The U.S. Fish and Wildlife Service has listed seven imperiled Brazilian birds as protected under the Endangered Species Act, the New York Times reports.
In a statement issued Tuesday, the agency called Brazilian federal protection laws “inadequate” in preserving the threatened species, several of which are considered at risk of extinction.
Registering the birds on the U.S. endangered list will speed the flow of federal grants toward international conservation projects and aid negotiations to improve protection efforts, the Times said. The move will also draw attention to development projects proposed by the U.S. government and multilateral lending agencies that might destroy the birds’ habitat.
The majority of the birds live in Brazil’s Atlantic Forest and Cerrado biome, which have been ravaged by deforestation for agricultural and resource extraction purposes. Only about 7 percent of the original Atlantic Forest remains intact today, the Times said.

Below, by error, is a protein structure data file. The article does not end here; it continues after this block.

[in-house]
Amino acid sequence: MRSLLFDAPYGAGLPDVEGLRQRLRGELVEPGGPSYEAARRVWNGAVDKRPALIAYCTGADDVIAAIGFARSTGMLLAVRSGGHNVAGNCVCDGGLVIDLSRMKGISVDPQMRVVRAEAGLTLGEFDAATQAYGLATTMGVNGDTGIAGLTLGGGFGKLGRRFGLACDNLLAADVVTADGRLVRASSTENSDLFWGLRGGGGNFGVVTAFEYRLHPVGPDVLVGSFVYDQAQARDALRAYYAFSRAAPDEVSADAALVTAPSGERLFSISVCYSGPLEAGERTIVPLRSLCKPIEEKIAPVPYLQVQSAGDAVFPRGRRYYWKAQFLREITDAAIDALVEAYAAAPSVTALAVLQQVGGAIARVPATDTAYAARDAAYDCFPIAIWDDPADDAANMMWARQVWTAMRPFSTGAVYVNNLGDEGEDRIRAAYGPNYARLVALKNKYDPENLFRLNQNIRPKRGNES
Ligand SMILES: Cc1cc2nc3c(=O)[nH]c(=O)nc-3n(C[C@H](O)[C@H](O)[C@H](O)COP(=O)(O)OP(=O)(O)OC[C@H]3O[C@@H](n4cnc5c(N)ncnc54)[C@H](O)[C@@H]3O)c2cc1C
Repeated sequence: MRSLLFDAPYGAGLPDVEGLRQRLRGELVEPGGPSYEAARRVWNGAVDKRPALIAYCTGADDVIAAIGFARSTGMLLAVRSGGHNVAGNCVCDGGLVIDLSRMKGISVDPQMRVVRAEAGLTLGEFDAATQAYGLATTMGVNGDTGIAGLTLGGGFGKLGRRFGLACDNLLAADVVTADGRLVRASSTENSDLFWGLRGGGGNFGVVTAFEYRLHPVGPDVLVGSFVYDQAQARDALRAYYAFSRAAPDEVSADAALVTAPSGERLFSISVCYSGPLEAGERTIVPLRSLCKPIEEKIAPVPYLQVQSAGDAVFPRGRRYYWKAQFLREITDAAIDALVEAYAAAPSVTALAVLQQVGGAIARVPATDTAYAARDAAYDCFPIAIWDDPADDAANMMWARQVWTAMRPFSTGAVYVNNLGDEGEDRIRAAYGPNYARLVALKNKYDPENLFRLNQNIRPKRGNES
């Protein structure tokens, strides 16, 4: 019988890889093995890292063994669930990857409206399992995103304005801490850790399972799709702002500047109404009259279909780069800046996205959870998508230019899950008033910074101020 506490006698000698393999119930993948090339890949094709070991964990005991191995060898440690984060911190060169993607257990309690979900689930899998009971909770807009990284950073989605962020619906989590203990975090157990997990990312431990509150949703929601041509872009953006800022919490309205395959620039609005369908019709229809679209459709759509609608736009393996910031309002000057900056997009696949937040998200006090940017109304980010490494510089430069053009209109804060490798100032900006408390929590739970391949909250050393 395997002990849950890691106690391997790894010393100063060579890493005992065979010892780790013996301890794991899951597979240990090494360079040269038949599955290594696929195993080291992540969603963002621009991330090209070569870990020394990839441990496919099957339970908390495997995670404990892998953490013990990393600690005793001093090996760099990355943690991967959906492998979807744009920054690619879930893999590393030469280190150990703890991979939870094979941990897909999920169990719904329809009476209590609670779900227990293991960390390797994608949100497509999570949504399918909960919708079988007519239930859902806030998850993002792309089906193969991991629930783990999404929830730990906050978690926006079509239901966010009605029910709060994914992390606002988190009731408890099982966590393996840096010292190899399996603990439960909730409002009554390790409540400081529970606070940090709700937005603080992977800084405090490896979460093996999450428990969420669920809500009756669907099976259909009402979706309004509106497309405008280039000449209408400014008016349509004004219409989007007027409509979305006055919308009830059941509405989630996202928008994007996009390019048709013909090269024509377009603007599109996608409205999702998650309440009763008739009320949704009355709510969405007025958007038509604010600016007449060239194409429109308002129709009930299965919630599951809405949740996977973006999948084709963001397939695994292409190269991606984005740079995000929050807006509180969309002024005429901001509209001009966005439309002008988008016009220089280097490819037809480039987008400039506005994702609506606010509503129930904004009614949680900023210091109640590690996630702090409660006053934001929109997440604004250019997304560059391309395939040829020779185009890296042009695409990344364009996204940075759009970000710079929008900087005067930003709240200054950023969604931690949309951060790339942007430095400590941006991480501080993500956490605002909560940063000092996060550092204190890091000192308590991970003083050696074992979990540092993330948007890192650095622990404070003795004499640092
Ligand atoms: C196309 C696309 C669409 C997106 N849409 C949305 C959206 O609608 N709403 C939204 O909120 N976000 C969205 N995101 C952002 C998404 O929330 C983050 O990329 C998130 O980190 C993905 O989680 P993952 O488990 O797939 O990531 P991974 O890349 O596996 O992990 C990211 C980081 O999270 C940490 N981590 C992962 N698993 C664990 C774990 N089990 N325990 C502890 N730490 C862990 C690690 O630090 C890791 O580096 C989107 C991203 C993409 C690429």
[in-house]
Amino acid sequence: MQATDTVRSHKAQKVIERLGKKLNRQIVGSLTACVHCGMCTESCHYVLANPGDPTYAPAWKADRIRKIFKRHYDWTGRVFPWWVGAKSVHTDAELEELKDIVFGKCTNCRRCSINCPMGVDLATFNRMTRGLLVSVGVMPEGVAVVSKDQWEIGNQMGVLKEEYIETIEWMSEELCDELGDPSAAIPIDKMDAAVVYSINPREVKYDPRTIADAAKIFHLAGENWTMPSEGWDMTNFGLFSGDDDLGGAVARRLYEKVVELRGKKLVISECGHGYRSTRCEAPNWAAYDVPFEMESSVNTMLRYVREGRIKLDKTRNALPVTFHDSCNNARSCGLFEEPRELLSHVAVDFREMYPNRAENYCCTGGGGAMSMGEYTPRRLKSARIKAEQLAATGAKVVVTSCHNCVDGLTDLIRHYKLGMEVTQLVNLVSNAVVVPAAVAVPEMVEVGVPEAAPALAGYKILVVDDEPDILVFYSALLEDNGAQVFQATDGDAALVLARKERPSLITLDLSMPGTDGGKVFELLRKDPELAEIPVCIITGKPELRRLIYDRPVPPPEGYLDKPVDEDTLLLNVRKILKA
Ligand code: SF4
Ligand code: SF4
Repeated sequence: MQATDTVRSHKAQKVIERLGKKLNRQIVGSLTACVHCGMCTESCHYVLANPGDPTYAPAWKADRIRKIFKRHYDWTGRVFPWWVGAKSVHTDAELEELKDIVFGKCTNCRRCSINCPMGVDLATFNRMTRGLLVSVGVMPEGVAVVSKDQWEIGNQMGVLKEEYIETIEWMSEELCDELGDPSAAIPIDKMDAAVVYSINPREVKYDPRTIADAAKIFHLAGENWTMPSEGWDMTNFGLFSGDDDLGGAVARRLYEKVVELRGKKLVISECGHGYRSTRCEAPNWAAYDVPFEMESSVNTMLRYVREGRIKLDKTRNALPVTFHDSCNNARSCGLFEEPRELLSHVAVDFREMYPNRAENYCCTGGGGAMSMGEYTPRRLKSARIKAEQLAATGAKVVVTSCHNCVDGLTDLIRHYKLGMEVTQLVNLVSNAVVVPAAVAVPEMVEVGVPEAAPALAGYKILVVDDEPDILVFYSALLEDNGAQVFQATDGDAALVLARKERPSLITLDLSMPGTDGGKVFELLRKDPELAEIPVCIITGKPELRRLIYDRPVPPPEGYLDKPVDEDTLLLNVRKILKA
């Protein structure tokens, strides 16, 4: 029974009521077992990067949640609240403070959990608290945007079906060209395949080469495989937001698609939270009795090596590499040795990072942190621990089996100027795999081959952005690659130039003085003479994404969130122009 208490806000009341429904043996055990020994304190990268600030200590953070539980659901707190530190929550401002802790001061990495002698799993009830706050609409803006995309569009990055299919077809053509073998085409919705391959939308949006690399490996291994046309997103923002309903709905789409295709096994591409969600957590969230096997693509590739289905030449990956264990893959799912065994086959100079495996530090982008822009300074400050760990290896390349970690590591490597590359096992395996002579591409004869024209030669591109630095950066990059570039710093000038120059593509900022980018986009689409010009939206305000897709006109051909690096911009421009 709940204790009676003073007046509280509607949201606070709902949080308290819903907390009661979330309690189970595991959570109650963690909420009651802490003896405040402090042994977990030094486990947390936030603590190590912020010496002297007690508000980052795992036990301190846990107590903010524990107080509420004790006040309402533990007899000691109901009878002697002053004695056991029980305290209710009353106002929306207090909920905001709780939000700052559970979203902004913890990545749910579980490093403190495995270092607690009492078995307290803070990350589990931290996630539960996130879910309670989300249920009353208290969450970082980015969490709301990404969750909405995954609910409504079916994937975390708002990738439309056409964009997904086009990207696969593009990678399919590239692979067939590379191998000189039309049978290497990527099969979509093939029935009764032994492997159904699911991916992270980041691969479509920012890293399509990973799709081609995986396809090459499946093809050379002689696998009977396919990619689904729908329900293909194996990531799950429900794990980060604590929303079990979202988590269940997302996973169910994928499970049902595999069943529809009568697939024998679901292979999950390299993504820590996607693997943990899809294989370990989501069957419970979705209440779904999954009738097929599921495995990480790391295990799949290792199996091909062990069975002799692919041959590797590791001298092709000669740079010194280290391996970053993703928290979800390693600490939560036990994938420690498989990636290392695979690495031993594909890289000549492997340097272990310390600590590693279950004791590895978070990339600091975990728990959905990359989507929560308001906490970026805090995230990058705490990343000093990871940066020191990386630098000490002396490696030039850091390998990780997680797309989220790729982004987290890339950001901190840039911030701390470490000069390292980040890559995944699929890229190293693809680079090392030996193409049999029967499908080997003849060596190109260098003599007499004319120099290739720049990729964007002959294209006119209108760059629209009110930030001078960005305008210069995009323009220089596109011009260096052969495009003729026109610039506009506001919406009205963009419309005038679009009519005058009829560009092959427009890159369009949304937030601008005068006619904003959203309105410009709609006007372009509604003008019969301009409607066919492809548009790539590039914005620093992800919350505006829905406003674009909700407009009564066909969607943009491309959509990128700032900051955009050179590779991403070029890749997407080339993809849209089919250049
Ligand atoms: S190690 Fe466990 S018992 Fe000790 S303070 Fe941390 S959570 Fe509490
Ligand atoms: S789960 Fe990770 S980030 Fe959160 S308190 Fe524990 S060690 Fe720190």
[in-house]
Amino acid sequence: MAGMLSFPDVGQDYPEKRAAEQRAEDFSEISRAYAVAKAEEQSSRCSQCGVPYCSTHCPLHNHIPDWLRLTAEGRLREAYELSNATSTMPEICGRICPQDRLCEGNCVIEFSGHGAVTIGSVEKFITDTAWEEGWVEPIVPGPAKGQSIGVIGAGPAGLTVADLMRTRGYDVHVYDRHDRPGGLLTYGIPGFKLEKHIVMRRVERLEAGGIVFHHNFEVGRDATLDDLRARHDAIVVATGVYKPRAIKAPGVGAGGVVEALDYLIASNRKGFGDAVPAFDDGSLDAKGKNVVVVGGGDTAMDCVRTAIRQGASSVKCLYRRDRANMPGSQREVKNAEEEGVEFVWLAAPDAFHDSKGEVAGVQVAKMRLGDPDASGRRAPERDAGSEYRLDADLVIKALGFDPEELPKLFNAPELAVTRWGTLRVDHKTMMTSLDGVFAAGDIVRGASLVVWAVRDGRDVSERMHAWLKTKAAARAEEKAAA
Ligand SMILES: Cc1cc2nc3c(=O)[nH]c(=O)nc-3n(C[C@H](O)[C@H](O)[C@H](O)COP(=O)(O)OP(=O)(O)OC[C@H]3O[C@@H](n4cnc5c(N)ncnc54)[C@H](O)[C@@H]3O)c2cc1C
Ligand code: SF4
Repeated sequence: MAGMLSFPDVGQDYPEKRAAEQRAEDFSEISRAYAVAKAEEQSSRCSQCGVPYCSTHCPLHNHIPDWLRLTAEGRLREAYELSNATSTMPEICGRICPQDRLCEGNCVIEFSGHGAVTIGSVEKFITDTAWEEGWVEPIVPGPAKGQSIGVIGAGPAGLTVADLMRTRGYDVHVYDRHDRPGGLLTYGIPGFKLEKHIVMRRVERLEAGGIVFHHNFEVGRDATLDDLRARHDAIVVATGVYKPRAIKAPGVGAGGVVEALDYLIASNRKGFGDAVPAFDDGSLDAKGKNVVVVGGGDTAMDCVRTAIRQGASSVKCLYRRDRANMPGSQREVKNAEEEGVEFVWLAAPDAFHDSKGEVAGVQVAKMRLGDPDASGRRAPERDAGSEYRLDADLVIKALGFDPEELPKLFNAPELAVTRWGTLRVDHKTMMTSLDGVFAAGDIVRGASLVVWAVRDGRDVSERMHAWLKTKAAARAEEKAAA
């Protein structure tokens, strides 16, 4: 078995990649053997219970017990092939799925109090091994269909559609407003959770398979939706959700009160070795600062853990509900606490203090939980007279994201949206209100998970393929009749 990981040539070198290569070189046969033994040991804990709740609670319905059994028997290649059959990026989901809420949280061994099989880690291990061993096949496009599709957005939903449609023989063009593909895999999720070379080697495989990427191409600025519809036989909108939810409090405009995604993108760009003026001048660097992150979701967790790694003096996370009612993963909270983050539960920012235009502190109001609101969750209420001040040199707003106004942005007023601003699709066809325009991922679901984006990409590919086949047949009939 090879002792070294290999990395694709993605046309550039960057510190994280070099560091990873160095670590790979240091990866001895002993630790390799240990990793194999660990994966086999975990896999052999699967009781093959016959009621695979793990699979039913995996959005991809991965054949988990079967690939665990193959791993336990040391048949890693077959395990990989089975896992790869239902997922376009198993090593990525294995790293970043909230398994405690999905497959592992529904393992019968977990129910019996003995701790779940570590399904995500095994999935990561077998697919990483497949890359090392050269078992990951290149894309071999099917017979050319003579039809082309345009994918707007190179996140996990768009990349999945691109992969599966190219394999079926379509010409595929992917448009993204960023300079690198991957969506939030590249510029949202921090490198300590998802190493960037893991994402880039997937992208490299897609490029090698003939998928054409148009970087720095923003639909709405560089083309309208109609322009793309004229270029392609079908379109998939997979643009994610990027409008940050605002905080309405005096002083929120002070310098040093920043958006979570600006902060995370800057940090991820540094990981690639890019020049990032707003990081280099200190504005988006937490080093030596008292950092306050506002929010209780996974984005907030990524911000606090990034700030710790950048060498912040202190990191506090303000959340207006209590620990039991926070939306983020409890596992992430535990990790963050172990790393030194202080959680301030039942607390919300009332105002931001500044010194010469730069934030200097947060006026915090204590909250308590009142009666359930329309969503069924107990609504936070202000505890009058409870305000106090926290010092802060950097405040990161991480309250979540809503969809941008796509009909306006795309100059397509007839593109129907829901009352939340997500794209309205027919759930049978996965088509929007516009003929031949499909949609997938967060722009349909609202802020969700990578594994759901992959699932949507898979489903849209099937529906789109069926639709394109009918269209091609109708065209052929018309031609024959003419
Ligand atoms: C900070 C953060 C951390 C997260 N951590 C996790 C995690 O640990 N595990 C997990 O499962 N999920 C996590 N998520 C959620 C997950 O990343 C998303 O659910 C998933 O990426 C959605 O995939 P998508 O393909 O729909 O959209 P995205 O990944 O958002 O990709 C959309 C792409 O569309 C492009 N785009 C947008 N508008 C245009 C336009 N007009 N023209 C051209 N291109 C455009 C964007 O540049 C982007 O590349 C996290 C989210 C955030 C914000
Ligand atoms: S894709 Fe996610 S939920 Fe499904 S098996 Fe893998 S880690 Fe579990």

“Protecting these species under the Endangered Species Act will give them a better chance of survival, and it will help attract worldwide attention to the urgent plight of these animals,” Justin Augustine, staff attorney at the Center for Biological Diversity, said in a statement. “We hope the Obama administration continues to undo the significant backlog of foreign species that deserve protection but have yet to receive it.”
The newly proctected species include: the black-hooded antwren, Brazilian merganser, cherry-throated tanager, fringe-backed fire-eye, Kaempfer’s tody-tyrant, Margaretta’s hermit, and southeastern rufous-vented ground-cuckoo.